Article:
2020 has so far been defined almost entirely by the COVID-19 pandemic, and the public health crisis has affected environment, health, and safety (EHS) enforcement along with everything else. Let’s take a look at what’s been happening with enforcement at the U.S. Environmental Protection Agency (EPA), from the pandemic’s effect on policy to some recently settled enforcement cases.
There is some debate over the current efficacy of EPA enforcement efforts, even within the agency’s various offices. A recent report from the EPA’s Office of the Inspector General (OIG) stated that between 2007 and 2018, every major measure of the EPA’s enforcement and compliance activities declined, indicating a 12-year downward trend in enforcement. Among the findings reported by the OIG were:
- The number of inspections the EPA conducted decreased by 33% when comparing fiscal years (FYs) 2007 and 2018.
- The numbers of enforcement actions initiated and concluded by the EPA decreased by 52% and 51%, respectively, when comparing FYs 2007 and 2018.
- The EPA concluded 53% fewer enforcement actions with penalties in FY 2018 than in FY 2007. Over those 12 years, the EPA assessed the lowest penalty total in FY 2018 ($69 million) and assessed the highest penalty total in FY 2016 ($6.1 billion).
However, this document only describes the trends in the EPA’s national annual compliance monitoring activities, enforcement actions, and enforcement results—it doesn’t address factors that may explain the trends, which, according to the OIG, will be covered in a second report.
The EPA’s Office of Enforcement and Compliance Assurance (OECA) commented that the OIG did not capture all enforcement and/or compliance trends the Agency uses, including voluntarily self-disclosed violations, investments that achieve pollution control, and use of Superfund enforcement tools—measures that actually saw increases in 2019, according to the OECA.
What About During COVID-19?
The OECA issued a “temporary” policy on March 26, 2020, outlining the Agency’s approach to civil enforcement during the COVID-19 pandemic. The policy caused concern among some lawmakers, mostly due to the EPA’s statement that it will exercise its “enforcement discretion” during the pandemic “if regulated entities take the steps applicable to their situations.”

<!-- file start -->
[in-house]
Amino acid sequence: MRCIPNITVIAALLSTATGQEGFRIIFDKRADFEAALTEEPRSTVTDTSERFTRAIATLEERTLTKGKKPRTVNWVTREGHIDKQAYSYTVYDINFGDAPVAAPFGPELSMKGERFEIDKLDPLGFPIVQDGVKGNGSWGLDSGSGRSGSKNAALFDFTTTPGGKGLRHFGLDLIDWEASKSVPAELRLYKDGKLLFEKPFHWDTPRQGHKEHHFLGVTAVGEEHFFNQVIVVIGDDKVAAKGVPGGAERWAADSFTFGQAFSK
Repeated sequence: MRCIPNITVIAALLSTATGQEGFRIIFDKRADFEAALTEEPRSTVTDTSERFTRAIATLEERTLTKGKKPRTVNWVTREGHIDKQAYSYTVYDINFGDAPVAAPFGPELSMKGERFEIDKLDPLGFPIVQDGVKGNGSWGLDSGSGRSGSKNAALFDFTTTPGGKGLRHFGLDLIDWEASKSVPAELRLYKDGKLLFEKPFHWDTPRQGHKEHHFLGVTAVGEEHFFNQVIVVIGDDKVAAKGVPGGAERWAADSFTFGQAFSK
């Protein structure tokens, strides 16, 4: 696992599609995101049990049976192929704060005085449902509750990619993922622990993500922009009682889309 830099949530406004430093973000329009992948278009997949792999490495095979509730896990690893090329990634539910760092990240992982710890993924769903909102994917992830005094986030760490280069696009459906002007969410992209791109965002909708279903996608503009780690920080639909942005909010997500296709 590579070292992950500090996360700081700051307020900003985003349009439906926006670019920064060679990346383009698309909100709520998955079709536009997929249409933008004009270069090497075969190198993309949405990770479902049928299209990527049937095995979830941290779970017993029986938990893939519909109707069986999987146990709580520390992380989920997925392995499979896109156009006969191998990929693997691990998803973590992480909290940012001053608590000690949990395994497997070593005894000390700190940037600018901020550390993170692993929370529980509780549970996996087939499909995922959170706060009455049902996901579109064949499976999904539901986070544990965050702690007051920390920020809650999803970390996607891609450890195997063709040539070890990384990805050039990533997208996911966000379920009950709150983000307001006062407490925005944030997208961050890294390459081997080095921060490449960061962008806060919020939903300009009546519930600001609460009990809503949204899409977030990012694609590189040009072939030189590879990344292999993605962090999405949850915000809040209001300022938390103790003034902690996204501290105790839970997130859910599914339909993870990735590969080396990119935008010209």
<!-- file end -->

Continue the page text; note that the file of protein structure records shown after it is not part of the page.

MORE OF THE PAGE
Enforcement discretion is usually interpreted to suggest no or reduced enforcement of an alleged violation of environmental law or regulations and is typically contingent on the regulated entity’s meeting certain conditions—in this case, conditions created by the pandemic (e.g., a shortage of critical staff needed to achieve compliance).
The concerns led Susan Parker Bodine, the EPA’s assistant administrator for Enforcement and Compliance Assurance, to write a response that sought to assure lawmakers that “EPA continues to enforce the environmental laws and protect human Health and the environment nationwide.”
Some 2020 Enforcement Cases
In any case, Q1 2020 saw the EPA finalize 188 settlement agreements with companies small and large across the United States—a significant increase from the 71 penalties issued in Q4 for 2019.
The actions taken resulted in $4.1 million in fines, the largest of which was levied against a U.S. Army Medical Command installation in Maryland for violating the Resource Conservation and Recovery Act (RCRA) by failing to meet the appropriate generator requirements. Additionally, the company was penalized for Clean Air Act (CAA) violations when it failed to meet the conditions of the Title V operating permit. The company was assessed a penalty of $440,399.
The EPA also cited 58 different entities, including many towns and cities, for violations of the Clean Water Act (CWA), such as failing to comply with Storm Water Management Plan (SWMP) requirements and effluent permits. The fines totaled just over $500,300 and ranged individually from $2,000 to $150,000.
Significant fines were also assessed for violations of the Toxic Substances Control Act (TSCA), including an ammonia supplier in Georgia that was fined $22,500 for failing to submit a chemical data reporting (CDR) report for a chemical by a specific date.